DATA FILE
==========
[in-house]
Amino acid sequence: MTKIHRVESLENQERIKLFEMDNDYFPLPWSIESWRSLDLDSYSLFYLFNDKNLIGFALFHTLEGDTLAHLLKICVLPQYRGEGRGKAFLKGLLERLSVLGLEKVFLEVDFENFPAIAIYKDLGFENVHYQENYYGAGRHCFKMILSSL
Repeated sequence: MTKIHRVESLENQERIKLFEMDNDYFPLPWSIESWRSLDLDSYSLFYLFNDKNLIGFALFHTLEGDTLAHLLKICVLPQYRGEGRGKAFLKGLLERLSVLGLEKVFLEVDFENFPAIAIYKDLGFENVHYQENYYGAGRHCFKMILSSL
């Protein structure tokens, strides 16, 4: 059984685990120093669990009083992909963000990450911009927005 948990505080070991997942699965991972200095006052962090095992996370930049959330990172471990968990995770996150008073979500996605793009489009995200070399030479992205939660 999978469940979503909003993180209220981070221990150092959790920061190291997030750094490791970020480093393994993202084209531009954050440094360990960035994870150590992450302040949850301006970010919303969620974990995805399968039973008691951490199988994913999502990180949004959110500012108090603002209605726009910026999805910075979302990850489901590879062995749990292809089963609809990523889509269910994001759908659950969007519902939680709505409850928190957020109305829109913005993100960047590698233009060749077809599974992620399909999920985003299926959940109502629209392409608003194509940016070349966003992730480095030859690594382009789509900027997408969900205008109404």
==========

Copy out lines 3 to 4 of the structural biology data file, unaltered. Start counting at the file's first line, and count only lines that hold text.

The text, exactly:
Repeated sequence: MTKIHRVESLENQERIKLFEMDNDYFPLPWSIESWRSLDLDSYSLFYLFNDKNLIGFALFHTLEGDTLAHLLKICVLPQYRGEGRGKAFLKGLLERLSVLGLEKVFLEVDFENFPAIAIYKDLGFENVHYQENYYGAGRHCFKMILSSL
């Protein structure tokens, strides 16, 4: 059984685990120093669990009083992909963000990450911009927005 948990505080070991997942699965991972200095006052962090095992996370930049959330990172471990968990995770996150008073979500996605793009489009995200070399030479992205939660 999978469940979503909003993180209220981070221990150092959790920061190291997030750094490791970020480093393994993202084209531009954050440094360990960035994870150590992450302040949850301006970010919303969620974990995805399968039973008691951490199988994913999502990180949004959110500012108090603002209605726009910026999805910075979302990850489901590879062995749990292809089963609809990523889509269910994001759908659950969007519902939680709505409850928190957020109305829109913005993100960047590698233009060749077809599974992620399909999920985003299926959940109502629209392409608003194509940016070349966003992730480095030859690594382009789509900027997408969900205008109404």